What is cardiac hypertrophy?

Thickening of the heart muscle (hypertrophy) refers to the compensatory hypertrophy of the ventricular myocardium due to physiological or pathophysiological events. Or, to put it in simpler terms: it is an increase in cardiac muscle mass when cardiac muscle fibers thicken, or cells become enlarged, due to chronic and increased stress on the heart. 

 

What causes ventricular hypertrophy?

What are the symptoms of ventricular cardiac hypertrophy?

How is ventricular hypertrophy diagnosed?

What is the treatment for ventricular hypertrophy?

What needs to be considered during treatment?

 

 

What causes ventricular hypertrophy?

Ventricular hypertrophy can have various causes. The most common causes are:

  • Ventricular hypertrophy due to intense sports activities (competitive sports)
  • Ventricular hypertrophy due to ventricular pressure overload (concentric hypertrophy)
  • Ventricular hypertrophy due to ventricular volume overload (eccentric hypertrophy) caused by valve insufficiency.

While an increase in cardiac muscle mass from competitive sports is often welcomed, ventricular hypertrophy as a result of increased ventricular pressure or volume load is problematic, and actually poses a serious health risk which can even lead to heart failure.

It is the left ventricle that is most commonly affected, less so the right ventricle. The hereditary form of ventricular hypertrophy, which is usually not caused by pressure overload, is, however, quite rare.

 

it is an increase in cardiac muscle mass when cardiac muscle fibers thicken
Thicken cardiac muscle fibers or cells become enlarged, it can causes ventricular hypertrophy

What are the symptoms of ventricular cardiac hypertrophy?

As the wall thickness of the left ventricle increases, it becomes stiffer, leading to reduced elasticity (so-called diastolic dysfunction). The first symptoms of a pathological thickening of the heart wall are usually reduced performance or shortness of breath, especially during strenuous physical exertion.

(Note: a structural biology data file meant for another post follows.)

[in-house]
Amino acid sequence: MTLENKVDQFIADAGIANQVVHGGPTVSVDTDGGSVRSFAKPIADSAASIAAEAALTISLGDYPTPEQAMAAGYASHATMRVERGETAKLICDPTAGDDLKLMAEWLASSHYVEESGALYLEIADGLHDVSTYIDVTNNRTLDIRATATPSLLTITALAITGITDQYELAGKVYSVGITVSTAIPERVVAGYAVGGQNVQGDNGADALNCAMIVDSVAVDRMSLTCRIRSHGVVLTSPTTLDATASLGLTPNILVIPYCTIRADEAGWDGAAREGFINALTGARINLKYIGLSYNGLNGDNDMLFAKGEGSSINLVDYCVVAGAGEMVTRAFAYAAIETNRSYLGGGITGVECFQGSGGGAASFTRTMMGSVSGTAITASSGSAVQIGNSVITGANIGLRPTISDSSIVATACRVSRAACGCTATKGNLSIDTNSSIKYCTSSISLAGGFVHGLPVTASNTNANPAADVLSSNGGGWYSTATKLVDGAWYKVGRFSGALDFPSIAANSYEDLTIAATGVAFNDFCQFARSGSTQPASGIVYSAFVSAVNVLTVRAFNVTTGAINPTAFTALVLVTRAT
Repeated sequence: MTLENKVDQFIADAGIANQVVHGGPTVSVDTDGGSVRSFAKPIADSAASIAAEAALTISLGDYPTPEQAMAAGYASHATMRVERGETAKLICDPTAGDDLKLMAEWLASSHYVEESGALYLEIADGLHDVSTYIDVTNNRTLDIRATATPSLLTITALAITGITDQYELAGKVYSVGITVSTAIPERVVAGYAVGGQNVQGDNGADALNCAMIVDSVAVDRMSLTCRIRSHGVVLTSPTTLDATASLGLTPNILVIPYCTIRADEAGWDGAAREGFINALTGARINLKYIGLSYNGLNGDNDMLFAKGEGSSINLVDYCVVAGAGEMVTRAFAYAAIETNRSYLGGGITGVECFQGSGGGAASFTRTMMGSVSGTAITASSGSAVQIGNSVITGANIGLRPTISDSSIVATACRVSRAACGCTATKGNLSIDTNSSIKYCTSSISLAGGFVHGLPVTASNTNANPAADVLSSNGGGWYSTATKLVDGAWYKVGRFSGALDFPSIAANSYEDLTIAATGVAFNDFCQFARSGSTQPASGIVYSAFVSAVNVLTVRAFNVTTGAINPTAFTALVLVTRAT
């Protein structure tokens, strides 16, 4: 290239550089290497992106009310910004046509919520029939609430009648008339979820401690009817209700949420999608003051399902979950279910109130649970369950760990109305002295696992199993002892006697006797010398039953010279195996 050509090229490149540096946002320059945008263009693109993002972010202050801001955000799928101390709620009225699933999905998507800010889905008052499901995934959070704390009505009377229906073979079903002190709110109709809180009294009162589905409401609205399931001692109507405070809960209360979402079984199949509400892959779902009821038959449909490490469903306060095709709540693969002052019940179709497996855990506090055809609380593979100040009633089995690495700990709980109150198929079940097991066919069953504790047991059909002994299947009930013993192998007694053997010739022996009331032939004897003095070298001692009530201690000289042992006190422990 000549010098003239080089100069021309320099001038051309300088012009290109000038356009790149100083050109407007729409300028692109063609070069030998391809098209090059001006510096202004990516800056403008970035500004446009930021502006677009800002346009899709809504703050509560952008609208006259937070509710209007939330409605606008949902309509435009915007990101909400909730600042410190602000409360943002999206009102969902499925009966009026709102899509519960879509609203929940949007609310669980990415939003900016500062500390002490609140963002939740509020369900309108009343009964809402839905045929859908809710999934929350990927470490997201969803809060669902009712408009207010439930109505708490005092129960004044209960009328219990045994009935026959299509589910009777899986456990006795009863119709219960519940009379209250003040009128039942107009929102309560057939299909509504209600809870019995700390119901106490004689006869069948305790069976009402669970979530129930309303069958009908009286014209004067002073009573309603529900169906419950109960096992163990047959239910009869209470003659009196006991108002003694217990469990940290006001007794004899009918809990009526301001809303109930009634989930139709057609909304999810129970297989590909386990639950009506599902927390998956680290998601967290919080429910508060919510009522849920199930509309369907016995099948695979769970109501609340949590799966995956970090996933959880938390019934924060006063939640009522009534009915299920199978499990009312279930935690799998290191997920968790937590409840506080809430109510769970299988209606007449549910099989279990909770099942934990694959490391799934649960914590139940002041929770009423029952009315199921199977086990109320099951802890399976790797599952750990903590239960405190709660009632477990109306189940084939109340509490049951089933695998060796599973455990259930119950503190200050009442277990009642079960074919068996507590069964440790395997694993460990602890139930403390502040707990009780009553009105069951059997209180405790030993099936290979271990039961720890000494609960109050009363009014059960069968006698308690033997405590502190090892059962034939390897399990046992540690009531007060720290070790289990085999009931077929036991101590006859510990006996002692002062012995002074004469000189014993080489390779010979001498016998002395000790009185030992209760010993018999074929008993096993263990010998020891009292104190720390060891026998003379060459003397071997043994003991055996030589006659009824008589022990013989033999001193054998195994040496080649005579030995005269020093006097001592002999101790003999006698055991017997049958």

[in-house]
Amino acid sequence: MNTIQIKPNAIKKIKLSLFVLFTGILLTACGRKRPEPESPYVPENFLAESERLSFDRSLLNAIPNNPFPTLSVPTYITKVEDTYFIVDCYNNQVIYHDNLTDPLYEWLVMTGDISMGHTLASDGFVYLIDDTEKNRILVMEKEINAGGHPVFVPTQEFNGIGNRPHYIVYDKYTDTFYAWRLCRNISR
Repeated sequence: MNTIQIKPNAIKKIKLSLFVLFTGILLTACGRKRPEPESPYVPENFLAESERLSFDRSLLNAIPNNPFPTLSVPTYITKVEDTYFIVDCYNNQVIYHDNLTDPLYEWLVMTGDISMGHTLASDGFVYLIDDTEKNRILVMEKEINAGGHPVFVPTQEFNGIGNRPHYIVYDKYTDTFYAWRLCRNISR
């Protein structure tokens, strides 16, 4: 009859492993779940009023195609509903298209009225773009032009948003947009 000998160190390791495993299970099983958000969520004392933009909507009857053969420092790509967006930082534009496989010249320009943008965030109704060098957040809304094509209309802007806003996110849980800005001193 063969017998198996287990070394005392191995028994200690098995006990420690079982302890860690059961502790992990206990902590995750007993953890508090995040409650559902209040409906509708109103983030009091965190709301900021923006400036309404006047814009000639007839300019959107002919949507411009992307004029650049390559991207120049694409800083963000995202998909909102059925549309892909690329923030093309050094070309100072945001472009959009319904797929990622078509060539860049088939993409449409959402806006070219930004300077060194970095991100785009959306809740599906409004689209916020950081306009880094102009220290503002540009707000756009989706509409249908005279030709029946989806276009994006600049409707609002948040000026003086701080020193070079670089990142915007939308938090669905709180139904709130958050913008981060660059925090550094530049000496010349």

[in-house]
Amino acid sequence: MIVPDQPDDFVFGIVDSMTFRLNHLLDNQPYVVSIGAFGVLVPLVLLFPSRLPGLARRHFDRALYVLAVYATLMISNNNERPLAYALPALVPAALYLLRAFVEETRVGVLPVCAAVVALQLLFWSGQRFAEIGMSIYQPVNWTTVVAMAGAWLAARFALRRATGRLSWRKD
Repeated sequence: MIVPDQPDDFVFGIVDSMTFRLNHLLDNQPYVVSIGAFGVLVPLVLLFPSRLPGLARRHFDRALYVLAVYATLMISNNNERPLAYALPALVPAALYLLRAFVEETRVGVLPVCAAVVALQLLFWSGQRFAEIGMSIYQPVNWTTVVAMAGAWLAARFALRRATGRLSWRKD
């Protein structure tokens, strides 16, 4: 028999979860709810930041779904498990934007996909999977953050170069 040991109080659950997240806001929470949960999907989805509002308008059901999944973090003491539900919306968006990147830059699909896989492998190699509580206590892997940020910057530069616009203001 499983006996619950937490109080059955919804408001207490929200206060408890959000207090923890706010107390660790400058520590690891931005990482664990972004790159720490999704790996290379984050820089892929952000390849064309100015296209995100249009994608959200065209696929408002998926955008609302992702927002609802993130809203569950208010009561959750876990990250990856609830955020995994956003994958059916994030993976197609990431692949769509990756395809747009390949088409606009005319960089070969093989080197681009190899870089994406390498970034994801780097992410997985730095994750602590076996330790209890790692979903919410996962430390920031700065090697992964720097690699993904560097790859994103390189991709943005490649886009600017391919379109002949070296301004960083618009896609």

At a certain stage of the disease, when the “critical” level has been exceeded, affected individuals will often suffer from chest pain (angina pectoris), arrhythmia and dizziness or syncope. Other symptoms can include the need for frequent urination, chronic fatigue and swollen legs (edema).

As the disease progresses, the aforementioned symptoms can also occur during rest. Any form of physical activity becomes very strenuous and even painful for the person affected. At the same time, the longer the ventricular hypertrophy persists, the more they are at risk of suffering a heart attack.

 

How is ventricular hypertrophy diagnosed?

As ventricular hypertrophy can be fatal if it goes unrecognized, early diagnosis is extremely important. The most common way of diagnosing it is by performing an electrocardiogram (ECG) to detect patterns of abnormal function or increased heart mass. However, “milder forms” of ventricular hypertrophy may go undetected on an ECG reading.

The most important diagnostic method is a sonogram of the heart (echocardiography), as it will reveal any thickening that is typical for an enlarged heart muscle.

For diagnostic purposes, another alternative to the ECG is Magnetic Resonance Imaging (MRI).

Mobile ECG devices are now available on the market, which allow the user to record a prophylactic, personalized ECG on their own smartphone. They can even receive feedback on it from their family doctor.

Our mobile ECG helps you to keep an eye on your heart health. Learn more about how it works.

 

What is the treatment for ventricular hypertrophy?

Early detection is the key to effective treatment of ventricular hypertrophy. The aim of the treatment is to relieve the pressure on the heart, thus preventing progression of the disease.

This can be achieved through medication, for example with beta blockers and calcium channel blockers, which prevent further thickening of the heart muscle.

If this method of treatment does not produce the desired effect, surgical intervention is a possibility; this includes a surgical procedure to reduce the muscle thickening or new catheter technologies.

 

What needs to be considered during treatment?

Patients with well-controlled blood pressure, who are receiving treatment for diagnosed ventricular hypertrophy, should undergo annual check-ups involving an electrocardiogram, an exercise electrocardiogram, echocardiography or long-term ECG monitoring.

Furthermore, physical exertion and extensive sports activities should be avoided. Moderate exercise, however, is certainly recommended and beneficial, but should be discussed in advance with the patient’s doctor.

Should symptoms become more prominent, diagnostic investigation should be expanded accordingly.

Our mobile ECG helps you to keep an eye on your heart health. Learn more about how it works.

 

 

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